Timothy Taylor Global Economy Expert

Timothy Taylor is an American economist. He is managing editor of the Journal of Economic Perspectives, a quarterly academic journal produced at Macalester College and published by the American Economic Association. Taylor received his Bachelor of Arts degree from Haverford College and a master's degree in economics from Stanford University. At Stanford, he was winner of the award for excellent teaching in a large class (more than 30 students) given by the Associated Students of Stanford University. At Minnesota, he was named a Distinguished Lecturer by the Department of Economics and voted Teacher of the Year by the master's degree students at the Hubert H. Humphrey Institute of Public Affairs. Taylor has been a guest speaker for groups of teachers of high school economics, visiting diplomats from eastern Europe, talk-radio shows, and community groups. From 1989 to 1997, Professor Taylor wrote an economics opinion column for the San Jose Mercury-News. He has published multiple lectures on economics through The Teaching Company. With Rudolph Penner and Isabel Sawhill, he is co-author of Updating America's Social Contract (2000), whose first chapter provided an early radical centrist perspective, "An Agenda for the Radical Middle". Taylor is also the author of The Instant Economist: Everything You Need to Know About How the Economy Works, published by the Penguin Group in 2012. The fourth edition of Taylor's Principles of Economics textbook was published by Textbook Media in 2017.

 

The Problematic Market for Snakebite Antivenoms

The World Health Organization reports: "About 5.4 million snake bites occur each year, resulting in 1.8 to 2.7 million cases of envenomings (poisoning from snake bites).

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What Causes Inequality to Erupt Into Riots? Revisiting the Kerner Commission

"The Kerner report was the final report of a commission appointed by the U.S. President Lyndon B. Johnson on July 28, 1967, as a response to preceding and ongoing racial riots across many urban cities, including Los Angeles, Chicago, Detroit, and Newark. These riots largely took place in African American neighborhoods, then commonly called ghettos. On February 29, 1968, seven months after the commission was formed, it issued its final report. The report was an instant success, selling more than two million copies. ...  The Kerner report documents 164 civil disorders that occurred in 128 cities across the forty-eight continental states and the District of Columbia in 1967 (1968, 65). Other reports indicate a total of 957 riots in 133 cities from 1963 until 1968, a particular explosion of violence following the assassination of King in April 1968 (Olzak 2015)."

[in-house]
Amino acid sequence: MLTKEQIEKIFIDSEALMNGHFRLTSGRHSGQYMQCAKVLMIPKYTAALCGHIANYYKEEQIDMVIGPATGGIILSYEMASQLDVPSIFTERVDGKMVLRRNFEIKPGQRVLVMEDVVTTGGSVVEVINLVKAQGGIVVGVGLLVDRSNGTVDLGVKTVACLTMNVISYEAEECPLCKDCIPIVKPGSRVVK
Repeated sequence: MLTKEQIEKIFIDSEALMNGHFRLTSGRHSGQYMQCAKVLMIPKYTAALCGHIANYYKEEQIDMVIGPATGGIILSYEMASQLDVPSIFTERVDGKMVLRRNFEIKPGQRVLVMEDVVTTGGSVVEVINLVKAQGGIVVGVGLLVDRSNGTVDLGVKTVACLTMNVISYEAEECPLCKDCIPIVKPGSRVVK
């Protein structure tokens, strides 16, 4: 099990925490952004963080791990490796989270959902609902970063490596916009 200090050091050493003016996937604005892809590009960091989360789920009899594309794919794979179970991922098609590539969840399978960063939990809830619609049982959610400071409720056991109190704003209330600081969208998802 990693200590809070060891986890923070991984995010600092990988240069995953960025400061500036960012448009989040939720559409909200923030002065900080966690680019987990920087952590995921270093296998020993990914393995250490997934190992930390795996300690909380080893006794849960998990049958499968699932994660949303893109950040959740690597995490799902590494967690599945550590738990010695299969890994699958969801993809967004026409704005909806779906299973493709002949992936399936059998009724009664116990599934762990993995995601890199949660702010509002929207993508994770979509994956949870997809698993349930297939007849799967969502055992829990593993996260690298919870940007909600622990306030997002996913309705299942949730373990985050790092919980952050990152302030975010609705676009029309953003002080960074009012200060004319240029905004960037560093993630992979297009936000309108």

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Regional Trade Agreements: A Popularity Nosedive

The Doha round of the World Trade Organization talks started way back in 2001, and seems to have come to a standstill. Regional trade agreements became the preferred path for many nations, with 20-25 per year being negotiated most years from 2002-2016. Then the number drops off sharply in 2017, and falls almost to zero so far in 2018.

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How US Multinationals Shifting Income to Foreign Countries Reduces Measured GDP

US corporations work their accounting system so that sales and profits turn up in non-U.S. jurisdictions (for example, here' s a description of the Double Irish Dutch Sandwich technique). One implication is that corporations pay lower US and overall taxes; another is that because of this shifting, measured US GDP is smaller than it would otherwise be. 

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Some Economics For Labor Day

For those who need the sweet and savory flavor of economics to accompany their end-of-summer Labor Day picnic (and really, don't we all need that?), here are links to some posts on labor market topics, mostly from earlier this year.

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